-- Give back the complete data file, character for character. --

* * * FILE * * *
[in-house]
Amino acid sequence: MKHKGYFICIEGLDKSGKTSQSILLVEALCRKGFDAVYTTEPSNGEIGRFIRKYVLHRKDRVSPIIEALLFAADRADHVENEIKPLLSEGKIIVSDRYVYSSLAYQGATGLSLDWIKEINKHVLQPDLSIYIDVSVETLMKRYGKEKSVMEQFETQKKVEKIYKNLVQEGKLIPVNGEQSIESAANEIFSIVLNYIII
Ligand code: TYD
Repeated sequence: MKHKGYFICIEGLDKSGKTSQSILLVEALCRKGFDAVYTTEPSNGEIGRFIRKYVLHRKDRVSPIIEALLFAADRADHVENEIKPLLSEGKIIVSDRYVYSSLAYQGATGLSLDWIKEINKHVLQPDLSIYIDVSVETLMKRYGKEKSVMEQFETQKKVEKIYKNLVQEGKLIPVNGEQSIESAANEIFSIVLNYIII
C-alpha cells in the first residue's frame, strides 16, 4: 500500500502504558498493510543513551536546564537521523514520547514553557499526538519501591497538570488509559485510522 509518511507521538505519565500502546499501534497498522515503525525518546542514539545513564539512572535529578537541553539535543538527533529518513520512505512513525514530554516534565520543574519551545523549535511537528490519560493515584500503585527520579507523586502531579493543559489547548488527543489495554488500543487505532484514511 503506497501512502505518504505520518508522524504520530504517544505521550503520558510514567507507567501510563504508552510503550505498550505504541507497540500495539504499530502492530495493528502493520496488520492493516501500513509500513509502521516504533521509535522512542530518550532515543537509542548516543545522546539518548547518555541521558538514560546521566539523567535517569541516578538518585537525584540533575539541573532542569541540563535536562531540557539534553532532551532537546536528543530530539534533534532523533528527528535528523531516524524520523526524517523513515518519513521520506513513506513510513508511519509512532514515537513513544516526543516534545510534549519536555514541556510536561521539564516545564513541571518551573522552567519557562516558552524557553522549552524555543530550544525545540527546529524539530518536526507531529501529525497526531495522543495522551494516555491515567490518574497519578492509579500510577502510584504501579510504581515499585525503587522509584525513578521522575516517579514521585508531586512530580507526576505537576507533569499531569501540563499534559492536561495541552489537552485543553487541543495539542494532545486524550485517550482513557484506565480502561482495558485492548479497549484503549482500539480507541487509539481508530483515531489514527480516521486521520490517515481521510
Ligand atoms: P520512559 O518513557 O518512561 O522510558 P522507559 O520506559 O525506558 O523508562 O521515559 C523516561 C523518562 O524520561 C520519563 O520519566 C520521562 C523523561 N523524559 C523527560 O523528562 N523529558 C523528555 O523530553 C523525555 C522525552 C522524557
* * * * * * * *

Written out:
[in-house]
Amino acid sequence: MKHKGYFICIEGLDKSGKTSQSILLVEALCRKGFDAVYTTEPSNGEIGRFIRKYVLHRKDRVSPIIEALLFAADRADHVENEIKPLLSEGKIIVSDRYVYSSLAYQGATGLSLDWIKEINKHVLQPDLSIYIDVSVETLMKRYGKEKSVMEQFETQKKVEKIYKNLVQEGKLIPVNGEQSIESAANEIFSIVLNYIII
Ligand code: TYD
Repeated sequence: MKHKGYFICIEGLDKSGKTSQSILLVEALCRKGFDAVYTTEPSNGEIGRFIRKYVLHRKDRVSPIIEALLFAADRADHVENEIKPLLSEGKIIVSDRYVYSSLAYQGATGLSLDWIKEINKHVLQPDLSIYIDVSVETLMKRYGKEKSVMEQFETQKKVEKIYKNLVQEGKLIPVNGEQSIESAANEIFSIVLNYIII
C-alpha cells in the first residue's frame, strides 16, 4: 500500500502504558498493510543513551536546564537521523514520547514553557499526538519501591497538570488509559485510522 509518511507521538505519565500502546499501534497498522515503525525518546542514539545513564539512572535529578537541553539535543538527533529518513520512505512513525514530554516534565520543574519551545523549535511537528490519560493515584500503585527520579507523586502531579493543559489547548488527543489495554488500543487505532484514511 503506497501512502505518504505520518508522524504520530504517544505521550503520558510514567507507567501510563504508552510503550505498550505504541507497540500495539504499530502492530495493528502493520496488520492493516501500513509500513509502521516504533521509535522512542530518550532515543537509542548516543545522546539518548547518555541521558538514560546521566539523567535517569541516578538518585537525584540533575539541573532542569541540563535536562531540557539534553532532551532537546536528543530530539534533534532523533528527528535528523531516524524520523526524517523513515518519513521520506513513506513510513508511519509512532514515537513513544516526543516534545510534549519536555514541556510536561521539564516545564513541571518551573522552567519557562516558552524557553522549552524555543530550544525545540527546529524539530518536526507531529501529525497526531495522543495522551494516555491515567490518574497519578492509579500510577502510584504501579510504581515499585525503587522509584525513578521522575516517579514521585508531586512530580507526576505537576507533569499531569501540563499534559492536561495541552489537552485543553487541543495539542494532545486524550485517550482513557484506565480502561482495558485492548479497549484503549482500539480507541487509539481508530483515531489514527480516521486521520490517515481521510
Ligand atoms: P520512559 O518513557 O518512561 O522510558 P522507559 O520506559 O525506558 O523508562 O521515559 C523516561 C523518562 O524520561 C520519563 O520519566 C520521562 C523523561 N523524559 C523527560 O523528562 N523529558 C523528555 O523530553 C523525555 C522525552 C522524557